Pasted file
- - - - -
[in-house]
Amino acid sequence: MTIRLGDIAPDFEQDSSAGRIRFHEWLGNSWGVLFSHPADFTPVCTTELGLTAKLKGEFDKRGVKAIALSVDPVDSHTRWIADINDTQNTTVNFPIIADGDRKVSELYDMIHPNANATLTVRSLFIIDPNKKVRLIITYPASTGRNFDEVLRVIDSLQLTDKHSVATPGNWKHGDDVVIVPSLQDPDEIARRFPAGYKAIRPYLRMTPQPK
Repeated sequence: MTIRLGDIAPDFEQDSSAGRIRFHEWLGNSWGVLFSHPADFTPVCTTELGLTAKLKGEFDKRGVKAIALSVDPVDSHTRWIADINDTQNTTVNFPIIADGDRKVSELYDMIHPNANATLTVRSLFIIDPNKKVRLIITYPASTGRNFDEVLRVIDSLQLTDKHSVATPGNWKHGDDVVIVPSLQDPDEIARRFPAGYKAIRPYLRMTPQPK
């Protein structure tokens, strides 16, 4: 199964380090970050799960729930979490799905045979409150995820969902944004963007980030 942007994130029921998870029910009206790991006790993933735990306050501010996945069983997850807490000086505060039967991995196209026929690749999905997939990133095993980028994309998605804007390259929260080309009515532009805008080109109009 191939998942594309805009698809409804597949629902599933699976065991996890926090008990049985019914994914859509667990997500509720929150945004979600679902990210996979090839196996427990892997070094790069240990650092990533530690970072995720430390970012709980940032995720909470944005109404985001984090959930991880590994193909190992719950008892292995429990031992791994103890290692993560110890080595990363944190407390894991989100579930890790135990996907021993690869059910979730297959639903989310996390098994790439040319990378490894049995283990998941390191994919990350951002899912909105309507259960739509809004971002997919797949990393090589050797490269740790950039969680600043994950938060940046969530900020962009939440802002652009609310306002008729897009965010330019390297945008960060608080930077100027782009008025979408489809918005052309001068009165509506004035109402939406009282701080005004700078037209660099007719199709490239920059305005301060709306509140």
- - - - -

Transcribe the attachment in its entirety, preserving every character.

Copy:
[in-house]
Amino acid sequence: MTIRLGDIAPDFEQDSSAGRIRFHEWLGNSWGVLFSHPADFTPVCTTELGLTAKLKGEFDKRGVKAIALSVDPVDSHTRWIADINDTQNTTVNFPIIADGDRKVSELYDMIHPNANATLTVRSLFIIDPNKKVRLIITYPASTGRNFDEVLRVIDSLQLTDKHSVATPGNWKHGDDVVIVPSLQDPDEIARRFPAGYKAIRPYLRMTPQPK
Repeated sequence: MTIRLGDIAPDFEQDSSAGRIRFHEWLGNSWGVLFSHPADFTPVCTTELGLTAKLKGEFDKRGVKAIALSVDPVDSHTRWIADINDTQNTTVNFPIIADGDRKVSELYDMIHPNANATLTVRSLFIIDPNKKVRLIITYPASTGRNFDEVLRVIDSLQLTDKHSVATPGNWKHGDDVVIVPSLQDPDEIARRFPAGYKAIRPYLRMTPQPK
């Protein structure tokens, strides 16, 4: 199964380090970050799960729930979490799905045979409150995820969902944004963007980030 942007994130029921998870029910009206790991006790993933735990306050501010996945069983997850807490000086505060039967991995196209026929690749999905997939990133095993980028994309998605804007390259929260080309009515532009805008080109109009 191939998942594309805009698809409804597949629902599933699976065991996890926090008990049985019914994914859509667990997500509720929150945004979600679902990210996979090839196996427990892997070094790069240990650092990533530690970072995720430390970012709980940032995720909470944005109404985001984090959930991880590994193909190992719950008892292995429990031992791994103890290692993560110890080595990363944190407390894991989100579930890790135990996907021993690869059910979730297959639903989310996390098994790439040319990378490894049995283990998941390191994919990350951002899912909105309507259960739509809004971002997919797949990393090589050797490269740790950039969680600043994950938060940046969530900020962009939440802002652009609310306002008729897009965010330019390297945008960060608080930077100027782009008025979408489809918005052309001068009165509506004035109402939406009282701080005004700078037209660099007719199709490239920059305005301060709306509140």